Nov 30, 2010

Book Review: The Mockingbirds by Daisy Whitney

by Daisy Whitney
9780316090537, $16.99, Little Brown (Hachette)

E. Lockhart’s The Disreputable History of Frankie Landau-Banks meets Laurie Halse Anderson’s Speak in this debut novel.

I love the tagline for this book:

“Hush little students, don’t say a word…”

There’s something slightly creepy about nursery rhymes used in non-nursery rhyme contexts. While this isn’t a YA horror novel, the teens at Themis Academy do need to watch their backs. Because while the administration at this private boarding school may believe all their students are perfect, the Mockingbirds are fully aware that not everyone acts honorably all the time. Where the administration fails to enforce any sort of consequence for dishonorable conduct, the Mockingbirds step in to pick up the slack.

When Alexandra Nicole Patrick gets date-raped in her junior year by a popular member of the water polo team, she knows going to the administration is not an option. Neither is going to the police, which will only result in lots of publicity, hysterics from her parents, and Alex getting yanked out of Themis – none of which she wants to deal with. What does Alex want? Justice. And there’s only one place to go for justice at Themis Academy – The Mockingbirds.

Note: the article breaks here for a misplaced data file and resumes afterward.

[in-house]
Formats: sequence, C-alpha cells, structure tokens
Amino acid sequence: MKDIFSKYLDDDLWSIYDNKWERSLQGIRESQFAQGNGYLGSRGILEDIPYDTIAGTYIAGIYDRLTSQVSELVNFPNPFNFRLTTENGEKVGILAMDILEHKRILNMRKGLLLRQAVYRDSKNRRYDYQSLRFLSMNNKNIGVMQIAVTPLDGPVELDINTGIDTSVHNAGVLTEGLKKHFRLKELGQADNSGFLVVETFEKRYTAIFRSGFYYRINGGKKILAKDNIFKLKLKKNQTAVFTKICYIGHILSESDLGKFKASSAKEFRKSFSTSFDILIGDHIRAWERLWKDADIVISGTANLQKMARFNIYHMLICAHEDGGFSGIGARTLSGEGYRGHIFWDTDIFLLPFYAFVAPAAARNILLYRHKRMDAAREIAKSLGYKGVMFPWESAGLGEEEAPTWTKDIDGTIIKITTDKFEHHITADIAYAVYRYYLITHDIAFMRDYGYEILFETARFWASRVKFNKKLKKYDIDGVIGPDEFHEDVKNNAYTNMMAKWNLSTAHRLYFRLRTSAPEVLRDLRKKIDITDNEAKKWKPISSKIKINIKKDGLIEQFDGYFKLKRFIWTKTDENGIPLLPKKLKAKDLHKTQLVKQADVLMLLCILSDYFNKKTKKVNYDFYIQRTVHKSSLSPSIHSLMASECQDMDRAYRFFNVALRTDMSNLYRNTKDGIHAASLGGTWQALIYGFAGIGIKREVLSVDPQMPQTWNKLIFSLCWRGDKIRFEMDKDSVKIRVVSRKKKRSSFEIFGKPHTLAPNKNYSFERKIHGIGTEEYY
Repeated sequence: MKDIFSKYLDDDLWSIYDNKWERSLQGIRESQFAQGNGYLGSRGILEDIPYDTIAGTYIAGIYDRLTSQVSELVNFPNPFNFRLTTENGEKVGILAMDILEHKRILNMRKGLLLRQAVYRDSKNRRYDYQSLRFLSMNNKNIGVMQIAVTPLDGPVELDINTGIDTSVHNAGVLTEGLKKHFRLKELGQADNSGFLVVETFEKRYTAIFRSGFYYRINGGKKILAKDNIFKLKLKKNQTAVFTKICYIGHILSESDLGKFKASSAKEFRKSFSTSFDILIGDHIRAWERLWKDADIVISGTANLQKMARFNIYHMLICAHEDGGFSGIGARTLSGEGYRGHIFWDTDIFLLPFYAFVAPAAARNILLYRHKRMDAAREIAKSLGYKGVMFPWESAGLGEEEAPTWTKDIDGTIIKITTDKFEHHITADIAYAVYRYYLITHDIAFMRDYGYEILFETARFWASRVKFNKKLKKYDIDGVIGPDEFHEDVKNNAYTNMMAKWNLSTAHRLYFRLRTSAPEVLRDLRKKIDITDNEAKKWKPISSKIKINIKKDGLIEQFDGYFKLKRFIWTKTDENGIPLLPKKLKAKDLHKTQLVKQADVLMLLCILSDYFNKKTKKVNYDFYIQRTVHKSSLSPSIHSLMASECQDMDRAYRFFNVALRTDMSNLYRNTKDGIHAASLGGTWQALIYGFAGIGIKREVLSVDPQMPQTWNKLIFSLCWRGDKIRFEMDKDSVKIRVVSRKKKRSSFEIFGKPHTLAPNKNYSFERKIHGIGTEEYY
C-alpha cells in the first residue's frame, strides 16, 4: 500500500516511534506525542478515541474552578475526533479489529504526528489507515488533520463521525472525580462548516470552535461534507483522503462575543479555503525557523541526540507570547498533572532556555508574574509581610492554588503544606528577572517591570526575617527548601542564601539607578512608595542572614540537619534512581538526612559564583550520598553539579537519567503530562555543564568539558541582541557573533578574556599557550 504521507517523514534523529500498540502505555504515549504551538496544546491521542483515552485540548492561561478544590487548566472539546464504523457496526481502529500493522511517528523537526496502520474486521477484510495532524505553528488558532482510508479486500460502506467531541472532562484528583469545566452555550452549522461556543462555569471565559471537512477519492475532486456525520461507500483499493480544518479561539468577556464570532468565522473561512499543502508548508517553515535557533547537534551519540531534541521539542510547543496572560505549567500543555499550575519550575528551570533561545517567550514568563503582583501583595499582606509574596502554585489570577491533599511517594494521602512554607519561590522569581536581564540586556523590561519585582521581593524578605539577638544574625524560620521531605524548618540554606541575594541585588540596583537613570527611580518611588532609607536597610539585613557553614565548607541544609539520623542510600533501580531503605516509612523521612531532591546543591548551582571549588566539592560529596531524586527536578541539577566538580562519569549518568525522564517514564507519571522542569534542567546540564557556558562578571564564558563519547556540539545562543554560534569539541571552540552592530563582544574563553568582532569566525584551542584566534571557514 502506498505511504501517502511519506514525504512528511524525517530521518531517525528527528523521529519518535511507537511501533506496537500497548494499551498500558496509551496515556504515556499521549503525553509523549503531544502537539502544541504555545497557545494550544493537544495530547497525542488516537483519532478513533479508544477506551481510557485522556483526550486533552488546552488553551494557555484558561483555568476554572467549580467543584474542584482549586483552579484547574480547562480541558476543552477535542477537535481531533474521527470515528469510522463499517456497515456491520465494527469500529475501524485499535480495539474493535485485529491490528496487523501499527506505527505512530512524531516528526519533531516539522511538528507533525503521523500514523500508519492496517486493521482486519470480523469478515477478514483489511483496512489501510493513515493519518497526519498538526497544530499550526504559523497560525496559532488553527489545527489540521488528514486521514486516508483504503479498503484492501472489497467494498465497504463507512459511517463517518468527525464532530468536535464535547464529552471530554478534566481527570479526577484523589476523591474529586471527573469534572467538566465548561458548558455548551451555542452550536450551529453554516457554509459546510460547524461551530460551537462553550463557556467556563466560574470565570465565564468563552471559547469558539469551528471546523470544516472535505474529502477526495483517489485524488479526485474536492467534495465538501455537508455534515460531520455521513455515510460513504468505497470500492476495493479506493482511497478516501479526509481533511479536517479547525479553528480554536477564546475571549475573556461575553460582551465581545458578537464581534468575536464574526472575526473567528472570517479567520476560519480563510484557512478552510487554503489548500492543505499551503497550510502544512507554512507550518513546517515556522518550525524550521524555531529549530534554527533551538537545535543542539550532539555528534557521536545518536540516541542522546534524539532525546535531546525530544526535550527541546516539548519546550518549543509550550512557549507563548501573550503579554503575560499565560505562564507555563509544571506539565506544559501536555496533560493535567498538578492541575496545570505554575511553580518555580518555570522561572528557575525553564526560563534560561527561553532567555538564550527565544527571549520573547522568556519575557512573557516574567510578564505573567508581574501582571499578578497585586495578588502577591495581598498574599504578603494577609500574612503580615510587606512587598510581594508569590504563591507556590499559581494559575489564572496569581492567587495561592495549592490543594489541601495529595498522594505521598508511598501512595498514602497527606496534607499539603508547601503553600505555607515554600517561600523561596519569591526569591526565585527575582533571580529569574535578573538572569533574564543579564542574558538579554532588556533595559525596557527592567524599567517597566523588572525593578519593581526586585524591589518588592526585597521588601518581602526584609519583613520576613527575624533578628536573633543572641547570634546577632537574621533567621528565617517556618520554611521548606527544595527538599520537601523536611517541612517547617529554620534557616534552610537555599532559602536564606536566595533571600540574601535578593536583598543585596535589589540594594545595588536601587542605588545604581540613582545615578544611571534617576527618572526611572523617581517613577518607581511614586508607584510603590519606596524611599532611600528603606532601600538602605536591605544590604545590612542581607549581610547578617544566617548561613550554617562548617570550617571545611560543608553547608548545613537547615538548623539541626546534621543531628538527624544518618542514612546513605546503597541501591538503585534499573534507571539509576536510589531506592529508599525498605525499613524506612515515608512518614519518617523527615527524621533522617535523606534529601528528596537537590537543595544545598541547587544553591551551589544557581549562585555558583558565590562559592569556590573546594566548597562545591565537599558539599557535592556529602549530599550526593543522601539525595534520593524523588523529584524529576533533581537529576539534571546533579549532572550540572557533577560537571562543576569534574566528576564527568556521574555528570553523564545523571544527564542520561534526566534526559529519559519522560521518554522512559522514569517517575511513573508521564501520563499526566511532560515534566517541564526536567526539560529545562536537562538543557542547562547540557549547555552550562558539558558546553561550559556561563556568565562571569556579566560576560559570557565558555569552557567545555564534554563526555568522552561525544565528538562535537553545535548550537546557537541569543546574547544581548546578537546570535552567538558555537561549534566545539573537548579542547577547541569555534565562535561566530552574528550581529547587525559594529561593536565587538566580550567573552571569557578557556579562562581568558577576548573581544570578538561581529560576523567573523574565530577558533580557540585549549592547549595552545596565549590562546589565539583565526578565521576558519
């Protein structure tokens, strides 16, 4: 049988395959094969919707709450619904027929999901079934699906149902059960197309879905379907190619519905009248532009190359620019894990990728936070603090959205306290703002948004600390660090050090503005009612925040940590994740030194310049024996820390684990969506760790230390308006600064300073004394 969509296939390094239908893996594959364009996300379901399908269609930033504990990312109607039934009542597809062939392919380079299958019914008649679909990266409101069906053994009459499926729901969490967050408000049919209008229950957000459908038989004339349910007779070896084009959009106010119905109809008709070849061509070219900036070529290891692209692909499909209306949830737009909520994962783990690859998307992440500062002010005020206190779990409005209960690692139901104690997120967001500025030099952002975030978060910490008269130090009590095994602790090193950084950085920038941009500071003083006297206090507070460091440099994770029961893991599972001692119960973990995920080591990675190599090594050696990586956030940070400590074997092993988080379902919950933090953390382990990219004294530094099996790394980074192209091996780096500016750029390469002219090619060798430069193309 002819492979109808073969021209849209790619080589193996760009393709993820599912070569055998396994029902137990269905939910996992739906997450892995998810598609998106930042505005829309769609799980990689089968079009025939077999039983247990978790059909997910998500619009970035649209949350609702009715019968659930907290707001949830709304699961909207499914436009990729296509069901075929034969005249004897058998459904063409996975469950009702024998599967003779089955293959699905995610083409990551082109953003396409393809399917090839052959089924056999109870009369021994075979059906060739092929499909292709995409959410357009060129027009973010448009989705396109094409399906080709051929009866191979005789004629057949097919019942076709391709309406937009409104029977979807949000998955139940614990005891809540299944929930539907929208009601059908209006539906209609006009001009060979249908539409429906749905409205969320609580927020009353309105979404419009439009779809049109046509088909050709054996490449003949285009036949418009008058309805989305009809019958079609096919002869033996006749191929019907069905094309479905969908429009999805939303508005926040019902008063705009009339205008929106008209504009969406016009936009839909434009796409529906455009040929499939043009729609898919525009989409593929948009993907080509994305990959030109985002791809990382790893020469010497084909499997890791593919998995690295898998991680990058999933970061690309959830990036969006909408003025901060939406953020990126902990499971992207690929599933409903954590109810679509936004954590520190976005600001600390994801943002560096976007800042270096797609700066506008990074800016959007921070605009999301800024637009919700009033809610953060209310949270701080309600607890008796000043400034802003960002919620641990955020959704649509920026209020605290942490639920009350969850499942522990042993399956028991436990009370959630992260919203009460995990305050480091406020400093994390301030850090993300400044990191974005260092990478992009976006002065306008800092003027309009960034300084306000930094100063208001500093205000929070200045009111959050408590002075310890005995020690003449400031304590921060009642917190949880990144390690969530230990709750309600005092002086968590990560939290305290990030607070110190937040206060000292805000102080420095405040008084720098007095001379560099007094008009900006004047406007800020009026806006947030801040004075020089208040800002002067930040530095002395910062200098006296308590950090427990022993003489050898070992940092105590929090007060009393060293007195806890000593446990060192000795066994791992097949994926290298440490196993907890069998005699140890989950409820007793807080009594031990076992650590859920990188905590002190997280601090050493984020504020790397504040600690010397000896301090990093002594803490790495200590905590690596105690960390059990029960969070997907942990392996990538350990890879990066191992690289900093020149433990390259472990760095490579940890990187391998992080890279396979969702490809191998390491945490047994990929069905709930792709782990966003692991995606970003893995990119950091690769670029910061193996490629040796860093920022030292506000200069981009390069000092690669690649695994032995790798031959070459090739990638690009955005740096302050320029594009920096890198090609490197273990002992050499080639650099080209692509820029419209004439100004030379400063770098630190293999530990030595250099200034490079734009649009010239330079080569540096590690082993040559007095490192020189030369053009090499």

An underground system for justice, the Mockingbirds are a student organization set up several years ago by Alex’s older sister. Their purpose is to be judge and jury for student-against-student crimes. There are three tiers of Mockingbird participants, a system of checks-and-balances, and above all, fair justice dealt out to all parties involved.

With the help and support of her roommates T.S. and Maia, Alex accuses Carter Hutchinson of date rape. There’s only one problem – Alex doesn’t remember a lot of details from that night. If she was too drunk to say yes, then it follows that she was too drunk to participate in consensual sex, and therefore Carter raped her. Or did he?

As the Mockingbirds investigate, Maia cross-examines, and T.S. offers moral support, Alex tries to retain some semblance of her before life – before the rape, before she avoided the cafeteria for meals, before she started mapping out new Carter-less routes to class, and before she began having flashbacks to a night she’d almost prefer remain a mystery. Alex just wants to focus on playing the piano, on the possibility of getting into Julliard, and on her new crush-like feelings for Martin, one of the three students on the Mockingbirds’ board of directors. It’s when Alex learns more about the Mockingbirds’ history, when other female students let Alex know similar things have happened to them, and when Alex gets tired of living in the difference of before vs. after that she begins to realize the importance of standing up, speaking out, and ensuring that justice – even an underground, student-run justice – is the only way to finally get back to being just normal.

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